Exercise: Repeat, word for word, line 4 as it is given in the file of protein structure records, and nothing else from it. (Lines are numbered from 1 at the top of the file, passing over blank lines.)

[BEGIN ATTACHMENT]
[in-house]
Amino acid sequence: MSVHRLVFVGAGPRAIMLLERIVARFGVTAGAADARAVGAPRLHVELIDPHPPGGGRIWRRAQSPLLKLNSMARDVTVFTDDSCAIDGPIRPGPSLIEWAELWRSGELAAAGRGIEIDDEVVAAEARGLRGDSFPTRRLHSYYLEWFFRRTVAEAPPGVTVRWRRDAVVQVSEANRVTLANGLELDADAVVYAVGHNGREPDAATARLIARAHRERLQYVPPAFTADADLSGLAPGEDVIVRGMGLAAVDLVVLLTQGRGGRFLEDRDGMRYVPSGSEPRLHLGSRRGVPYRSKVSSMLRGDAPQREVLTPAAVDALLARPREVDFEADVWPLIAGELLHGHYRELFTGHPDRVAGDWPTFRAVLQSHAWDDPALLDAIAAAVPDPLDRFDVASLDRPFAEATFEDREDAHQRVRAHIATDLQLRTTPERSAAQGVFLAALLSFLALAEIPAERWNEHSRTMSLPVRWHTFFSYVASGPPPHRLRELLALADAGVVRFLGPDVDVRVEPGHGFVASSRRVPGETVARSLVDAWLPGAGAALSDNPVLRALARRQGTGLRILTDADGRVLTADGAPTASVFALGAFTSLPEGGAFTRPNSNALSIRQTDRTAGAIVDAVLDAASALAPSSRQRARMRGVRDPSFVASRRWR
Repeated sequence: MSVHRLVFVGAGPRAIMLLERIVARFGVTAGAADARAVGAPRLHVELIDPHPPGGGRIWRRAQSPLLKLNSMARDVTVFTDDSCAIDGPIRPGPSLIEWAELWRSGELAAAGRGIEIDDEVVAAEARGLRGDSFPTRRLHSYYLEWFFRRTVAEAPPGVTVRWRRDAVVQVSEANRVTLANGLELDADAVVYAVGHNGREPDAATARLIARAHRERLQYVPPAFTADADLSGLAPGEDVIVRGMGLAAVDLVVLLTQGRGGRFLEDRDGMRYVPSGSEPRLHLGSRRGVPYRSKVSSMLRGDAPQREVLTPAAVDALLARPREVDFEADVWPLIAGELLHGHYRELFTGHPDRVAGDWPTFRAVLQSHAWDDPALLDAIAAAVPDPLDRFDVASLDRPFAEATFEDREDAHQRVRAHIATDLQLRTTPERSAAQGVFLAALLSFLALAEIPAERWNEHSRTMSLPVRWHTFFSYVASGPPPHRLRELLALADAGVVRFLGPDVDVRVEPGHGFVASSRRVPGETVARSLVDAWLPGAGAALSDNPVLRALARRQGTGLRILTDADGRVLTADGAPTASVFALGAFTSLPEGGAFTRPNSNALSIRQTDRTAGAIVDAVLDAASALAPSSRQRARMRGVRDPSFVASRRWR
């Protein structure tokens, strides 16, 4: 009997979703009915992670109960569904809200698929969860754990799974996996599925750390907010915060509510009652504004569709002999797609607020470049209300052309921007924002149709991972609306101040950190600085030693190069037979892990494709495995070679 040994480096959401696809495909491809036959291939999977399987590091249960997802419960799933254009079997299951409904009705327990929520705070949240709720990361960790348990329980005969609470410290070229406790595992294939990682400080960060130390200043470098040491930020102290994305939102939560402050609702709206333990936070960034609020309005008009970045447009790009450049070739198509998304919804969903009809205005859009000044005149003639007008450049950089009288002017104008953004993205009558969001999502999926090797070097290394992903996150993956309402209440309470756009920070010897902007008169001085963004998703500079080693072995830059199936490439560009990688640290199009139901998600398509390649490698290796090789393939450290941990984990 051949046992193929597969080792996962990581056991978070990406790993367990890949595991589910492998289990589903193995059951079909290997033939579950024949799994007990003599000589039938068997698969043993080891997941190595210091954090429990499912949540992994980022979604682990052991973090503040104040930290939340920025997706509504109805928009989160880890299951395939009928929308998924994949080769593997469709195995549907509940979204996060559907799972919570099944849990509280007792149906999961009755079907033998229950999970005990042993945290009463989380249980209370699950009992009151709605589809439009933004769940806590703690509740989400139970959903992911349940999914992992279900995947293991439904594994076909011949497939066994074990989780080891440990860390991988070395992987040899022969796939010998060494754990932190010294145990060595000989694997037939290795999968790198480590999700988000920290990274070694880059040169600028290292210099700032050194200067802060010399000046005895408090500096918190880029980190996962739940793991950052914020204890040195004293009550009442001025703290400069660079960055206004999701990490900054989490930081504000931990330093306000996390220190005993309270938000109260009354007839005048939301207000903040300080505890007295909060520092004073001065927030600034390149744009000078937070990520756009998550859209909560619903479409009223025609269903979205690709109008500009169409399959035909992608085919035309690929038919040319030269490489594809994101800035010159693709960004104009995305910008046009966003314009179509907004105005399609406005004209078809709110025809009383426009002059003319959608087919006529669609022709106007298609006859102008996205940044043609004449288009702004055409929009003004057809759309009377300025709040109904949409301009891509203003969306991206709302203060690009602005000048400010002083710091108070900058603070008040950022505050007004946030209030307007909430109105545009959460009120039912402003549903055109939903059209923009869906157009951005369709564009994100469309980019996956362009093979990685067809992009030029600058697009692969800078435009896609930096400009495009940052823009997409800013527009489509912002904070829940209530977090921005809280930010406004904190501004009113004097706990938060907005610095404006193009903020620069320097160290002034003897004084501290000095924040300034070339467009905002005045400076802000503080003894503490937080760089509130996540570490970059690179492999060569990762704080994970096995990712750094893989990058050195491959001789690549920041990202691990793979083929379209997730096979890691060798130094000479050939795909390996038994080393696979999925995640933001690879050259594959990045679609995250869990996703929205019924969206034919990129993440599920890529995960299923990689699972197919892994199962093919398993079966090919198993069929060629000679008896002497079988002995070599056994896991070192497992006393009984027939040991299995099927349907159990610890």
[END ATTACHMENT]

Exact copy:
């Protein structure tokens, strides 16, 4: 009997979703009915992670109960569904809200698929969860754990799974996996599925750390907010915060509510009652504004569709002999797609607020470049209300052309921007924002149709991972609306101040950190600085030693190069037979892990494709495995070679 040994480096959401696809495909491809036959291939999977399987590091249960997802419960799933254009079997299951409904009705327990929520705070949240709720990361960790348990329980005969609470410290070229406790595992294939990682400080960060130390200043470098040491930020102290994305939102939560402050609702709206333990936070960034609020309005008009970045447009790009450049070739198509998304919804969903009809205005859009000044005149003639007008450049950089009288002017104008953004993205009558969001999502999926090797070097290394992903996150993956309402209440309470756009920070010897902007008169001085963004998703500079080693072995830059199936490439560009990688640290199009139901998600398509390649490698290796090789393939450290941990984990 051949046992193929597969080792996962990581056991978070990406790993367990890949595991589910492998289990589903193995059951079909290997033939579950024949799994007990003599000589039938068997698969043993080891997941190595210091954090429990499912949540992994980022979604682990052991973090503040104040930290939340920025997706509504109805928009989160880890299951395939009928929308998924994949080769593997469709195995549907509940979204996060559907799972919570099944849990509280007792149906999961009755079907033998229950999970005990042993945290009463989380249980209370699950009992009151709605589809439009933004769940806590703690509740989400139970959903992911349940999914992992279900995947293991439904594994076909011949497939066994074990989780080891440990860390991988070395992987040899022969796939010998060494754990932190010294145990060595000989694997037939290795999968790198480590999700988000920290990274070694880059040169600028290292210099700032050194200067802060010399000046005895408090500096918190880029980190996962739940793991950052914020204890040195004293009550009442001025703290400069660079960055206004999701990490900054989490930081504000931990330093306000996390220190005993309270938000109260009354007839005048939301207000903040300080505890007295909060520092004073001065927030600034390149744009000078937070990520756009998550859209909560619903479409009223025609269903979205690709109008500009169409399959035909992608085919035309690929038919040319030269490489594809994101800035010159693709960004104009995305910008046009966003314009179509907004105005399609406005004209078809709110025809009383426009002059003319959608087919006529669609022709106007298609006859102008996205940044043609004449288009702004055409929009003004057809759309009377300025709040109904949409301009891509203003969306991206709302203060690009602005000048400010002083710091108070900058603070008040950022505050007004946030209030307007909430109105545009959460009120039912402003549903055109939903059209923009869906157009951005369709564009994100469309980019996956362009093979990685067809992009030029600058697009692969800078435009896609930096400009495009940052823009997409800013527009489509912002904070829940209530977090921005809280930010406004904190501004009113004097706990938060907005610095404006193009903020620069320097160290002034003897004084501290000095924040300034070339467009905002005045400076802000503080003894503490937080760089509130996540570490970059690179492999060569990762704080994970096995990712750094893989990058050195491959001789690549920041990202691990793979083929379209997730096979890691060798130094000479050939795909390996038994080393696979999925995640933001690879050259594959990045679609995250869990996703929205019924969206034919990129993440599920890529995960299923990689699972197919892994199962093919398993079966090919198993069929060629000679008896002497079988002995070599056994896991070192497992006393009984027939040991299995099927349907159990610890």